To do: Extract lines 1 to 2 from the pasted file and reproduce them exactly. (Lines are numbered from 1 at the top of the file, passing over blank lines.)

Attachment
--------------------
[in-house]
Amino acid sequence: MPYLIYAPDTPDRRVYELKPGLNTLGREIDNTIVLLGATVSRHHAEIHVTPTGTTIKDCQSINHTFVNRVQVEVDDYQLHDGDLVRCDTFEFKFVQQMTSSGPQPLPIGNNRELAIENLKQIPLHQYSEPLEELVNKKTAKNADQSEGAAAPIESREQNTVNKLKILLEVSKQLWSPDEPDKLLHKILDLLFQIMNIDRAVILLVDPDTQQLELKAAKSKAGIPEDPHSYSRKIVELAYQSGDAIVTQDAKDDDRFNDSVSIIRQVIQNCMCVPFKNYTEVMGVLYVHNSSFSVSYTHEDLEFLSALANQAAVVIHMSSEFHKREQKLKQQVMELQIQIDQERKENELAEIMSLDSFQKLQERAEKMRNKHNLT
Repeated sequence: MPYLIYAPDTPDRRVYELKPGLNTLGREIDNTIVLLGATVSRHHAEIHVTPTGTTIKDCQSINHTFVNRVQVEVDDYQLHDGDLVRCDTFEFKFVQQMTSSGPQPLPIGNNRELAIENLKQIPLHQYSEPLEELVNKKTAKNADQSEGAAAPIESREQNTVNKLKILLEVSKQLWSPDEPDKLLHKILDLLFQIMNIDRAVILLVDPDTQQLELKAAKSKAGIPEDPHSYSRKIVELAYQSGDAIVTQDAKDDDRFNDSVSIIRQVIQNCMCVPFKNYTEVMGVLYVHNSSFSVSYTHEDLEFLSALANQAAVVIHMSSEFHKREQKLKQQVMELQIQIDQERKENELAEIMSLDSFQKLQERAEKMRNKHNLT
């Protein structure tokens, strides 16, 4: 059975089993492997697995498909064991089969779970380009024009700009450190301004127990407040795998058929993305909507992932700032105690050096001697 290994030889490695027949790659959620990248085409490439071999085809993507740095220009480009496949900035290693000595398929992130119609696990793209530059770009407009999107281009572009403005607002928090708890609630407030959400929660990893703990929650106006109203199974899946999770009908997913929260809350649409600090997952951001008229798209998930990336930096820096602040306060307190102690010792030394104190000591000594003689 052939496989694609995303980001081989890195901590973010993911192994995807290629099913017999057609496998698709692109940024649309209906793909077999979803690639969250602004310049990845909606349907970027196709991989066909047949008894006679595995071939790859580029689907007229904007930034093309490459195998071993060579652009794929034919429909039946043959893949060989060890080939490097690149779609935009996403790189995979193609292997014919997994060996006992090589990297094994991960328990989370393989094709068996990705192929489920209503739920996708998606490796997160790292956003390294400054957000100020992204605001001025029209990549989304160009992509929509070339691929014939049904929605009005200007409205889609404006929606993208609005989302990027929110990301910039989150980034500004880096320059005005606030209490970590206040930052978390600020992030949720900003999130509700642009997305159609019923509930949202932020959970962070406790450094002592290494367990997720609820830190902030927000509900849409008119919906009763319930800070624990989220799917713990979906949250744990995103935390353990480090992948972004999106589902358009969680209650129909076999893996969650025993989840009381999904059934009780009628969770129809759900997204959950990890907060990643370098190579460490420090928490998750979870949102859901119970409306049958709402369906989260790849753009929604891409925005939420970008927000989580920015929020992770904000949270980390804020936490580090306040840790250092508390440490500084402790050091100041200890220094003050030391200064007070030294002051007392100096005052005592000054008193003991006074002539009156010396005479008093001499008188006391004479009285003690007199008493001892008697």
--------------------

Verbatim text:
[in-house]
Amino acid sequence: MPYLIYAPDTPDRRVYELKPGLNTLGREIDNTIVLLGATVSRHHAEIHVTPTGTTIKDCQSINHTFVNRVQVEVDDYQLHDGDLVRCDTFEFKFVQQMTSSGPQPLPIGNNRELAIENLKQIPLHQYSEPLEELVNKKTAKNADQSEGAAAPIESREQNTVNKLKILLEVSKQLWSPDEPDKLLHKILDLLFQIMNIDRAVILLVDPDTQQLELKAAKSKAGIPEDPHSYSRKIVELAYQSGDAIVTQDAKDDDRFNDSVSIIRQVIQNCMCVPFKNYTEVMGVLYVHNSSFSVSYTHEDLEFLSALANQAAVVIHMSSEFHKREQKLKQQVMELQIQIDQERKENELAEIMSLDSFQKLQERAEKMRNKHNLT